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Monday, October 3, 2022
Home Sports Ethan's NY Sports Journal: Lost Sports Heros

Ethan’s NY Sports Journal: Lost Sports Heros

Penned by Rye resident, Osborn Elementary graduate and incoming
sixth grader Ethan Sears,
Ethan's NY Sports
Journal
column will report on and analyze New
York metro sports teams. Today Sears takes a look at lost sports heroes. Sears is a two
time attendee of Sports
Broadcasting Camps
.

What do you think of Ethan's NY
Sports Journal? Leave a comment below.

On Monday, Bobby Thompson passed away. In 1951, New York Giants outfielder Bobby Thompson hit the famous shot heard around the world against the Brooklyn Dodgers pitcher Ralph Branca. Branca spoke at Rye Library earlier in the year. Thompson reportedly after the game was asked to go on a radio show and said no because he wanted to have dinner with his family. The man then offered him $1000 dollars and Thompson responded “For a thousand bucks the family can wait!” After the show he found his family waiting for him at the nicest place in town. (From “Once Upon a Game” by Alan Schwarz).

Sadly, another New York sports legend Tommy Henrich also died this year. Henrich, an ex-Yankee, made his mark in the 1941 World Series. In Game 4 of the Series the Yanks were down to their last out when Henrich came up against pitcher Hugh Casey. Henrich got two strikes on him and the Dodgers were one strike away from tying the Series at two games apiece. Hugh Casey than threw what seemed to be a sharp curveball (years later Casey admitted that it was an illegal spitball) that Henrich swung and missed. The game seemed to be over until Henrich realized that Dodger catcher Mickey Owen dropped the third strike. Henrich was safe at 1st and the Yankees went on to win the game and the Series.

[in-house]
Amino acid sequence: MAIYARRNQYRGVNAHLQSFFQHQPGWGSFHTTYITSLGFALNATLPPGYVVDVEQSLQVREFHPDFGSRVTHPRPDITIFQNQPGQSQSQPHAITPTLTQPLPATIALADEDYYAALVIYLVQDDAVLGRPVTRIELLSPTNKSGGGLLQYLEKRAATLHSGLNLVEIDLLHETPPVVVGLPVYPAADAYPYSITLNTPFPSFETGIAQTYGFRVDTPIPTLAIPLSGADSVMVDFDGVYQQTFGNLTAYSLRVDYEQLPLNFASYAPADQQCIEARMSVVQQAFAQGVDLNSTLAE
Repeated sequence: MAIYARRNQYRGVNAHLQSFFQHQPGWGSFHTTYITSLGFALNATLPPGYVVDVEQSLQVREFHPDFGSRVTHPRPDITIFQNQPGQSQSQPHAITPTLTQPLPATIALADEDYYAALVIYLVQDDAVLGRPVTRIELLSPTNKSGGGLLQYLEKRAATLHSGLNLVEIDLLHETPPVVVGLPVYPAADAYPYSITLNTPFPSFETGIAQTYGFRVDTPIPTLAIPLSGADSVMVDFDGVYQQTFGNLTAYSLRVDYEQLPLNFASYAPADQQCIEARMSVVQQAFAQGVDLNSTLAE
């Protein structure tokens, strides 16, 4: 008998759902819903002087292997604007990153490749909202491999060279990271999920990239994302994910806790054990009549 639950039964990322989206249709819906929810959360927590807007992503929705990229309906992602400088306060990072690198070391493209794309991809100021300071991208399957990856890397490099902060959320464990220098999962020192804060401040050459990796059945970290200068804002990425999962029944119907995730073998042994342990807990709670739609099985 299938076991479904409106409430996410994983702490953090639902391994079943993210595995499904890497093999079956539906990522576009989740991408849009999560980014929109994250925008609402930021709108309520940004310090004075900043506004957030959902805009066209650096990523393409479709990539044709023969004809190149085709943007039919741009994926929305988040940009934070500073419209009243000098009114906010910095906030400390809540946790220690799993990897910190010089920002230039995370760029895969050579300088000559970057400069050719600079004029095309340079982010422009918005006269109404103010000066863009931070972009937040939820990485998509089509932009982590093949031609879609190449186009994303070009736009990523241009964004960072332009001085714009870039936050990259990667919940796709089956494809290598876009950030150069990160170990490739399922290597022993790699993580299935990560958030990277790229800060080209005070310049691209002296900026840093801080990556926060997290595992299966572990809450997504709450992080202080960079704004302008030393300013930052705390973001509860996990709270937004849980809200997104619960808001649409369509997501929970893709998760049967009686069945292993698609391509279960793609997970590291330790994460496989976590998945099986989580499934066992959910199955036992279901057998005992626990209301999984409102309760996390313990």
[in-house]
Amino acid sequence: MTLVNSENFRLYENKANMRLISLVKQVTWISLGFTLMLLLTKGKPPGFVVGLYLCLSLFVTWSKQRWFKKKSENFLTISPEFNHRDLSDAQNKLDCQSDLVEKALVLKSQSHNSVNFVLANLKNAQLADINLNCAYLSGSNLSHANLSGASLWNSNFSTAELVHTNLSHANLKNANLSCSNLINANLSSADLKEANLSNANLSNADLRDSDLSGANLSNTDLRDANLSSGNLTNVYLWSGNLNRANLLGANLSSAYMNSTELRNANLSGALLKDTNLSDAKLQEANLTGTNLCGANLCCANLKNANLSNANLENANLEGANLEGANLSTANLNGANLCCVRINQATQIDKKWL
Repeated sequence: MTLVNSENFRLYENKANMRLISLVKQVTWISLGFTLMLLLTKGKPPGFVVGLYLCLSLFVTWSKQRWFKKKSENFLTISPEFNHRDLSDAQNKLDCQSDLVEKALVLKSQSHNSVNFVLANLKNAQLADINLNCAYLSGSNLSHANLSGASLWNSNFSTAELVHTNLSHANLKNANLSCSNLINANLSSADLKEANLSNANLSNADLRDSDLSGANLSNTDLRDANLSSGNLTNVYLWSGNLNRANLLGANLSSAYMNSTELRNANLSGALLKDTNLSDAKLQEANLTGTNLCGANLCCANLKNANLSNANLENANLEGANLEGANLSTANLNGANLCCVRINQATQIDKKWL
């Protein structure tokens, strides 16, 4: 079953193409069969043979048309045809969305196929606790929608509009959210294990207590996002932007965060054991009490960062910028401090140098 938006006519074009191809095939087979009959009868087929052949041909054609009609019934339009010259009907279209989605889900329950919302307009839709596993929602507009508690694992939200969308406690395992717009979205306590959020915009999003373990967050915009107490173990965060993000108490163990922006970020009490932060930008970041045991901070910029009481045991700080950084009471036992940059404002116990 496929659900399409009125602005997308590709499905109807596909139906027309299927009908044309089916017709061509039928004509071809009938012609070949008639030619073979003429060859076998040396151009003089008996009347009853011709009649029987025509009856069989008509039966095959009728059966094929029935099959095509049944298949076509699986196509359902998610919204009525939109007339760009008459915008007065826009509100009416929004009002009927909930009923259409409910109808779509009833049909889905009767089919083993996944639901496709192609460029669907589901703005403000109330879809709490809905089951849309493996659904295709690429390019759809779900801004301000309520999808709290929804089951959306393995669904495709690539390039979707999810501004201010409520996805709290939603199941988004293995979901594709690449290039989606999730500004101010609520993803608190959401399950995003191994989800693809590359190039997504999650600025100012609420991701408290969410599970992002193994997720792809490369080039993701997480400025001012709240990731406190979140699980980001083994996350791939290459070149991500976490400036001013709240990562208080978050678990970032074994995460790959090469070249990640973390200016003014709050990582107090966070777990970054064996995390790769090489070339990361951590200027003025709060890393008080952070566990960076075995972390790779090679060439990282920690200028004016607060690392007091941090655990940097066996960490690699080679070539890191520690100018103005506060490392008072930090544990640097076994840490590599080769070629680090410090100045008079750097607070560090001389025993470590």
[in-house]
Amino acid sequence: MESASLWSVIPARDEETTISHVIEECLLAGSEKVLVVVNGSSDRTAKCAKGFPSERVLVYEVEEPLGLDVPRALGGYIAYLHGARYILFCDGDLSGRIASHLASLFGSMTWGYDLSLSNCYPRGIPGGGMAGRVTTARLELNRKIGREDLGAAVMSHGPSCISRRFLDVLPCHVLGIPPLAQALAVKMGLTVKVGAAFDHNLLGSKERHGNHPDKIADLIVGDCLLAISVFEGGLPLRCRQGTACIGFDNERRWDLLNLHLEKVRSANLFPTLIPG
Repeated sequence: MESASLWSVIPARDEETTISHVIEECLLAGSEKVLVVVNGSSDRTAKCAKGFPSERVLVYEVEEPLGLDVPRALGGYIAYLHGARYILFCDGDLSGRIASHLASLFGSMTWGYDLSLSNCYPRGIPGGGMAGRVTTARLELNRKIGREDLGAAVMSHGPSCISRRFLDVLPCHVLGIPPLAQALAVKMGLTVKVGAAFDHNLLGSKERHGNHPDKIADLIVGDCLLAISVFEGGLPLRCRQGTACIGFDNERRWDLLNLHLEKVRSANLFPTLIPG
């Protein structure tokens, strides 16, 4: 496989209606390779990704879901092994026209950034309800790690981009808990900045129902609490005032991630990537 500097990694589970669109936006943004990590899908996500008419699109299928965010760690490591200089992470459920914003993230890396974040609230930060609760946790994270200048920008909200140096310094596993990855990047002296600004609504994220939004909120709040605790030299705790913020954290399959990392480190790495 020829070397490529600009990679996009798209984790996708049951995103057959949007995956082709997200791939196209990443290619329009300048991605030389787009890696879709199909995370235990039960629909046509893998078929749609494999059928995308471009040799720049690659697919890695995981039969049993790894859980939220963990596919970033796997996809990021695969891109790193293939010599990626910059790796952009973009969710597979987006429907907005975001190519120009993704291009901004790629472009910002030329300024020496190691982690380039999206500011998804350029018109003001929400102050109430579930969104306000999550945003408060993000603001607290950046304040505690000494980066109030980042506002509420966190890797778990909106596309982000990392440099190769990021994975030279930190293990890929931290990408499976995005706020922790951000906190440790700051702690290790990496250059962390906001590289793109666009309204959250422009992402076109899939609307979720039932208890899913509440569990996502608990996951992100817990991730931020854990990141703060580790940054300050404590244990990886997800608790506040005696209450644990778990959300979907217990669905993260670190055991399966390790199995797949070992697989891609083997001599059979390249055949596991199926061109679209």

Another legend to die this year was Yankee owner George Steinbrenner. In 1973 upon buying the team, Steinbrenner said, “We plan absentee ownership as far as running the Yankees is concerned”. That is definitely the understatement of the century. Steinbrenner lead the Yankees to seven championships, the latest one coming in 2009.

Also passing away this year was Yankee public address announcer Bob “the voice of God” Sheppard. The PA announcer at Yankee Stadium from 1951-2007, Sheppard was known as “The Voice of God” throughout Yankee Stadium. Yankees shortstop Derek Jeter has a recording of Sheppard saying “Now batting number two Derek Jeter, number two” played every time he comes up to bat.

Of course, all of these legends will always be remembered by baseball and by its fans.

What sports legend do you miss? Leave a comment below.

4 COMMENTS

  1. Great work, Ethan! Looks like we have a future NY Times Sports Reporter on our hands here in Rye!

    I hope you were able to meet Ralph Branca earlier this year at the library. His talk was really something special.

  2. Dear Publisher,
    I have several questions in the interest of independent journalism.
    Several months ago I approached this blog with information about a reception held at the home of Gary and Julie Killian.
    Gary and Julie are long time Rye residents who have five children born in Rye and attending Rye schools.